Thomas v. McDonough et al

Filing 24

MEMORANDUM OPINION AND ORDER granting in part and denying in part 8 Motion to Dismiss for Failure to State a Claim. (Ordered by Judge Karen Gren Scholer on 3/26/2024) (cfk) Modified text on 3/27/2024 (sxf).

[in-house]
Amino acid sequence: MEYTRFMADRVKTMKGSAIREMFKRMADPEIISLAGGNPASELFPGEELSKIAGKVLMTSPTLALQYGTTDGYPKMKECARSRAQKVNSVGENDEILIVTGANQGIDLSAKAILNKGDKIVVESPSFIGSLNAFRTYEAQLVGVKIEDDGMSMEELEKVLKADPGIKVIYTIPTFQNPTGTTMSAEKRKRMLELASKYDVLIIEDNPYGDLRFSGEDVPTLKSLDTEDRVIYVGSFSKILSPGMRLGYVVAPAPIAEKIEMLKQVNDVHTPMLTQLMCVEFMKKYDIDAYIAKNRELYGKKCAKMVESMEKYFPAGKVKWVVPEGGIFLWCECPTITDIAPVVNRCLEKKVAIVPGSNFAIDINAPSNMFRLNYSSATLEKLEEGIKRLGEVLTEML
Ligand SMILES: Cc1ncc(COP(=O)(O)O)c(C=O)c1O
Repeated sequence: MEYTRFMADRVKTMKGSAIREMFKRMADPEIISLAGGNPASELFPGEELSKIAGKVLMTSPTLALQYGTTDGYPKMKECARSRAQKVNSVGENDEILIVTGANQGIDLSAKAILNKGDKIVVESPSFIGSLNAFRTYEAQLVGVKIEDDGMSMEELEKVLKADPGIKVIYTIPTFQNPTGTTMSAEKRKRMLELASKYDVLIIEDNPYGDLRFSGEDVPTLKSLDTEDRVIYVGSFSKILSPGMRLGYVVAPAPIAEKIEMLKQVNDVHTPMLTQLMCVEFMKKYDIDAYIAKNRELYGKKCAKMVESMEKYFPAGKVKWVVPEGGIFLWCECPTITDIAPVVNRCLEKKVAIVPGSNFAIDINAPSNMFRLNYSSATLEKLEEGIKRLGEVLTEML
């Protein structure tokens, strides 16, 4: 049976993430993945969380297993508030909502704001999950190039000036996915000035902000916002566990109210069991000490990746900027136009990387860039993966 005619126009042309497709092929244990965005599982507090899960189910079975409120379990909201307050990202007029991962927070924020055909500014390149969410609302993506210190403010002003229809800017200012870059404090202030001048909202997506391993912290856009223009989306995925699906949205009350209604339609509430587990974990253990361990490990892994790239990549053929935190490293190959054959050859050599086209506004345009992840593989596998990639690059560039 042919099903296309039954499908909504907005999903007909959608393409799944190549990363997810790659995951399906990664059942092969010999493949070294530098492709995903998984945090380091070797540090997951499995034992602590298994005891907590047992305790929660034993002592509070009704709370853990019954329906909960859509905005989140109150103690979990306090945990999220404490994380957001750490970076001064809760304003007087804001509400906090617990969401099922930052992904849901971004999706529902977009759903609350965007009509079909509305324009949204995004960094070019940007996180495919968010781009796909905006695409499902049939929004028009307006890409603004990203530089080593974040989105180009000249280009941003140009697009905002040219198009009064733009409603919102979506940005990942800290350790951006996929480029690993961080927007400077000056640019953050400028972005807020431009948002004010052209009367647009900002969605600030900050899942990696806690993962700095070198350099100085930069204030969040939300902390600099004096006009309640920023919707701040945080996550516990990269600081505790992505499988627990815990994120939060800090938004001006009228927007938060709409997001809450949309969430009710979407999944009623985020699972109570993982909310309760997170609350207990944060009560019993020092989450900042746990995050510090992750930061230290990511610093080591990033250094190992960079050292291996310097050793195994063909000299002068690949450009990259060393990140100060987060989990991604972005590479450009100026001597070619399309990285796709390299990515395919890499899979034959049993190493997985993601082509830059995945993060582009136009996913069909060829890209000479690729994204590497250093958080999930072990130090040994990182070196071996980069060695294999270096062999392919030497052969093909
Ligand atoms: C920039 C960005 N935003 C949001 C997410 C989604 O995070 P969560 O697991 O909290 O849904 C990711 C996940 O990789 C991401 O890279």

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United States District Court NORTHERN DISTRICT OF TEXAS DALLAS DIVISION DEBORAH D. THOMAS § § v. DENIS MCDONOUGH, Secretary, Department of Veterans Affairs, and DEPARTMENT OF VETERANS AFFAIRS § § § § § § CIVIL ACTION NO. 3:22-CV-2272-S MEMORANDUM OPINION AND ORDER This Order addresses Defendants' Motion to Dismiss ("Motion") [ECF No. 8]. Having reviewed and considered the Motion, including the final order issued by the Department of Veterans Affairs Office of Employment Discrimination Complaint Adjudication ("Final Order") [ECF No. 8-2], Plaintiffs Response to Defendants' Motion to Dismiss ("Response") [ECF No. 20], Defendants' Reply to Motion to Dismiss [ECF No. 21], and the applicable law, the Court GRANTS IN PART and DENIES IN PART the Motion. I. BACKGROUND This is an employment discrimination lawsuit. Plaintiff Deborah D. Thomas was employed by Defendant Department of Veterans Affairs ("VA") for approximately 26 years. Pl.' s Original Comp!. ("Complaint") [ECF No. 1] 1 9. In the Complaint, Plaintiff sets out a list of "events" that allegedly amount to discrimination, retaliation, and hostile work environment. See id 11 10-32. On October 10, 2022, she filed suit against the VA and its Secretary, Defendant Denis McDonough, alleging discrimination, hostile work environment, and retaliation based on race, sex, and disability in violation of Title VII of the Civil Rights Act of 1964, 42 U.S.C. §§ 2000e, et seq., the Americans with Disabilities Act ("ADA"), 42 U.S.C. § 12101, et seq., Section 501 of the Rehabilitation Act of 1973, 29 U.S.C. § 791, and 42 U.S.C. § 1981. Comp!. 11 1, 7-8. Defendants moved to dismiss on several grounds: (1) Plaintiff did not file her Complaint within ninety days of receipt of the Final Order; (2) Plaintiff improperly asserts claims under both 42 U.S.C. § 1981 and the ADA; and (3) Plaintiffs claims against the Department of Veterans Affairs should be dismissed because the agency is not a proper party. II. LEGAL STANDARD To defeat a motion to dismiss filed pursuant to Federal Rule of Civil Procedure l 2(b)(6), a plaintiff must plead "enough facts to state a claim to relief that is plausible on its face." Bell At!. Corp. v. Twombly, 550 U.S. 544, 570 (2007); Reliable Consultants, Inc. v. Earle, 517 F.3d 738, 742 (5th Cir. 2008). The court must accept well-pleaded facts as true and view them in the light most favorable to the plaintiff. Sonnier v. State Farm Mut. Auto. Ins., 509 F.3d 673, 675 (5th Cir. 2007). In ruling on a Rule 12(b)(6) motion, the court limits its review to the face of the pleadings. See Spivey v. Robertson, 197 F.3d 772, 774 (5th Cir. 1999). The pleadings include the complaint and any documents attached to it. Collins v. Morgan Stanley Dean Witter, 224 F.3d 496, 498 (5th Cir. 2000). If a court considers matters outside the pleadings on a motion under Rule 12(b)(6), "the motion must be treated as one for summary judgment under Rule 56." FED. R. CIV. P. 12(d). However, "district court[ s] may rely on evidence outside the complaint, without converting the Rule 12(b)(6) motion into a motion for summary judgment, if that evidence is ... attached to the ... motion, referred to in the complaint, and central to the plaintiffs claim; or ... subject to judicial notice." George v. SJ Group, Inc., 36 F.4th 611, 619 (5th Cir. 2022) (citation omitted). Dismissal under Rule 12(b)(6) is appropriate based on a successful affirmative defense only when the defense appears clearly on the face of the complaint. See Clark v. Amoco Prod. Co., 794 F.2d 967, 970 (5th Cir. 1986) (citing Kaiser Aluminum & Chem. Sales, Inc. v. Avondale Shipyards, Inc., 677 F.2d 1045, 1050 (5th Cir. 1982)); see also Jordan v. Open MRI of Dallas 2 LLC, Civ. A. No. 3:19-cv-2269-S, 2020 WL 3405233, at *2 (N.D. Tex. June 18, 2020) ("[A ]!though defendants bear the burden of pleading and proving affirmative defenses, where facts alleged in plaintiffs pleadings make clear that the claim is barred, dismissal under Rule 12(b)(6) may be granted." (internal quotation marks and citation omitted)). III. ANALYSIS A. Administrative Exhaustion First, the Court considers Defendant's argument that Plaintiffs Title VII and Rehabilitation Act claims are barred due to her failure to exhaust administrative remedies. Mot. 6. Before seeking relief in federal court, employment discrimination plaintiffs bringing claims under Title VII and the Rehabilitation Act must exhaust their administrative remedies. Taylor v. Books A Million, Inc., 296 F.3d 376, 378-79 (5th Cir. 2002) (citation omitted); 29 U.S.C. § 794a (adopting by reference the enforcement scheme and remedies established under Title VII). The administrative exhaustion requirement is not jurisdictional; it is a precondition to suit that is treated as an affirmative defense. Stroy v. Gibson, 896 F.3d 693,698 (5th Cir. 2018) (citations omitted); Davis v. Fort Bend County, 893 F.3d 300,307 (5th Cir. 2018) (citation omitted). Plaintiffs filing claims under Title VII and the Rehabilitation Act have ninety days to file a civil action in federal court after receipt of "final agency action." 42 U.S.C. § 2000e-16(c); 29 C.F.R. § 1614.407(a); McCloud v. McDonough, 2023 WL 2525656, at *2 (5th Cir. 2023) (citation omitted). "[S]trict compliance with§ 2000e-16(c) is a necessary predicate to a Title VII suit." Irwin v. Dep't of Veterans Ajfs., 498 U.S. 89, 94 (1990) (citation omitted). Thus, the Court must determine what constitutes receipt of final agency action. In a case involving 42 U.S.C. § 2000e-5(f)(l ), the Fifth Circuit held that "the 90-day period oflimitation ... begins to run on the date that the EEOC right-to-sue letter is delivered to the offices of formally designated counsel or 3 to the claimant." Ringgold v. Nat'! Maint. Corp., 796 F.2d 769, 770 (5th Cir. 1986) (citation omitted). And the Fifth Circuit has held that Section 2000e-16(c), the statutory provision at issue in this case, "should be viewed as analogous to [Section] 2000e-5(f)(l )." Carrizal v. Brennan, 834 F. App'x. 915, 918 (5th Cir. 2020) (citation omitted). Thus, the ninety-day period under Section 2000e-16( c) begins when final agency action 1 is delivered to either the claimant or her counsel. Here, Defendants claim that Plaintiffs Title VII and Rehabilitation Act claims should be dismissed "because [Plaintiff] filed her federal complaint too late~five days after the deadline to bring suit in federal court." Mot. 8. Defendants contend that the ninety-day limitations period began on July 7, 2022, the date Defendants issued and sent the Final Order. Id. In support of their argument, Defendants provide the Final Order and the email transmitting the Final Order to Plaintiff and Plaintiffs counsel ("Transmittal Email") [ECF No. 8-3]. 2 The Final Order is attached to the Motion, incorporated by reference in Plaintiffs Complaint, and central to Plaintiff's claim. See George, 36 F.4th at 619 (citation omitted); Compl. 16. Accordingly, in evaluating the Motion, the Court considers the factual allegations in the Complaint and the Final Order. In her Complaint, Plaintiff alleges that she received the Final Order"[o]nor about July 12, 2022," Compl., 6, which the Court accepts as true. Taylor, 296 F.3d at 378 (citation omitted). Neither the Complaint nor the Response addresses when the Final Order was delivered to Plaintiffs counsel. Plaintiff contends that although the Final Order was sent on July 7, 2022, the ninety-day period did not begin until July 12, 2022, the date Plaintiff received the email. Resp. 3. Plaintiff further argues that her receipt of the Final Order fell within the period prescribed by the 1 Here, it is undisputed that the Final Order was the VA's final agency action. Neither Plaintiff nor Defendants seek to convert the Motion into a motion for summary judgment, and the Court declines to exercise its discretion to do so. Therefore, the Court will not consider the Transmittal Email, as it is extrinsic to the pleadings. 2 4 Certification of Service. Id. The Certification of Service reads, in relevant part: "For timeliness purposes, it shall be presumed that the parties received the Final Order within five (5) calendar days after the date it was sent via electronic mail." See Final Order 5. Viewing the facts alleged in the Complaint and Final Order as true and in the light most favorable to the plaintiff, the Court finds that Plaintiff had ninety days from July 12, 2022-that is, until October 10, 2022-to file suit. The Complaint was thus timely filed. And because all of the elements of the exhaustion defense have not been met on the face of the pleadings, Defendants are not entitled to dismissal under Rule 12(b)(6) on the basis that the action is untimely. See Clark, 794 F.2d at 970 (citation omitted). B. Section 1981 and ADA Claims The Court now considers the additional arguments for dismissal raised by Defendants in the footnotes of their Motion. 3 With respect to Defendants' challenge to Plaintiff's claims under 42 U,S.C. § 1981 and the ADA, see Mot. 6 n.4, the Fifth Circuit has held that "[T]itle VII provides the exclusive remedy for employment discrimination claims raised by federal employees." Jackson v. Widnall, 99 F.3d 710, 716 (5th Cir. 1996) (citation omitted); see also Sapp v. Potter, 413 F. App'x 750, 753 (5th Cir. 2011) (affirming dismissal of Section 1981 claims based on "clear precedent" holding that Title VII is the exclusive remedy for claims of racial discrimination in federal employment). Therefore, Plaintiff's Section 1981 claim cannot survive. As to Plaintiff's claim under the ADA, Defendants correctly maintains that "the Rehabilitation Act-not the ADA-applies to federal agencies." Mot. 6 n.4. Government agencies are expressly excluded from the ADA's definition of"employer." See 42 U.S.C. § 12111(5)(B)(i) ("The term 'employer' does not include-the United States [or] a corporation wholly owned by 3 Plaintiff did not contest either argument in her Response. 5 the government of the United States. , , .").Asa result, Plaintiffs claim under the ADA also fails. See Washburn v. Harvey, 504 F.3d 505, 508 (5th Cir. 2007) (dismissing ADA claim brought against the United States Army Corps of Engineers, a federal government employer). C. Claims Against tile Department of Veterans Affairs Finally, the Court considers Defendants' assertion that McDonough in his official capacity is the proper defendant for Plaintiffs claims. Although Defendants concede that "Plaintiff properly brings claims against ... McDonough in his official capacity as head of the agency," Defendants argue that Plaintiffs claims against the VA should be dismissed because the agency itself is not a proper party. Mot. 2 n. l. The Court agrees. "Under Title VII and the Rehabilitation Act the proper defendant is 'the head of the department, agency, or unit, as appropriate.' Honeycutt v. Long, 861 F.2d 1346, 1349 (5th Cir. 1988) (citing 42 U.S.C. § 2000e-16(c); 29 U.S.C. § 794a(a)(1)). In this case, only McDonough, in his capacity as head of the VA, is the proper defendant. See id.; Skoczylas v. Fed. Bureau of Prisons, 961 F.2d 543, 544 (5th Cir. 1992) (finding that the only proper defendant for the plaintiffs discrimination claims was "the head of the department, agency, or unit" (quoting 42 U.S.C. § 2000e-16(c))). 6 IV. CONCLUSION For the aforementioned reasons, the Court GRANTS IN PART and DENIES IN PART Defendants' Motion to Dismiss [ECF No. 8]. The Court DENIES the Motion as to Defendants' contention that Plaintiff failed to exhaust administrative remedies. The Court GRANTS the Motion and DISMISSES WITH PREJUDICE Plaintiffs claims against Defendant Department of Veterans Affairs, as well as Plaintiffs claims under 42 U.S.C. § 1981 and the ADA. SO ORDERED. SIGNED March 26, 2024. 7